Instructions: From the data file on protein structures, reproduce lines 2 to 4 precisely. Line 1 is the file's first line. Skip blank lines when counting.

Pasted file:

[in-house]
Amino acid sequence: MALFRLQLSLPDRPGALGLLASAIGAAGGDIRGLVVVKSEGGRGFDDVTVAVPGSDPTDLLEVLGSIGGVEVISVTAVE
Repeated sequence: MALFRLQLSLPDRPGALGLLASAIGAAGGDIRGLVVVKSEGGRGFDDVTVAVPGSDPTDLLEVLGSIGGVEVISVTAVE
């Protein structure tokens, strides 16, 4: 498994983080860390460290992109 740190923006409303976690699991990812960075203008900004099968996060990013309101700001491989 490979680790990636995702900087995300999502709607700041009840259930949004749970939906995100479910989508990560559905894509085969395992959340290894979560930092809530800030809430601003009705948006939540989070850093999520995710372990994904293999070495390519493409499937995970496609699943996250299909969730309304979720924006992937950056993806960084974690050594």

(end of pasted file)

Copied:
Amino acid sequence: MALFRLQLSLPDRPGALGLLASAIGAAGGDIRGLVVVKSEGGRGFDDVTVAVPGSDPTDLLEVLGSIGGVEVISVTAVE
Repeated sequence: MALFRLQLSLPDRPGALGLLASAIGAAGGDIRGLVVVKSEGGRGFDDVTVAVPGSDPTDLLEVLGSIGGVEVISVTAVE
């Protein structure tokens, strides 16, 4: 498994983080860390460290992109 740190923006409303976690699991990812960075203008900004099968996060990013309101700001491989 490979680790990636995702900087995300999502709607700041009840259930949004749970939906995100479910989508990560559905894509085969395992959340290894979560930092809530800030809430601003009705948006939540989070850093999520995710372990994904293999070495390519493409499937995970496609699943996250299909969730309304979720924006992937950056993806960084974690050594």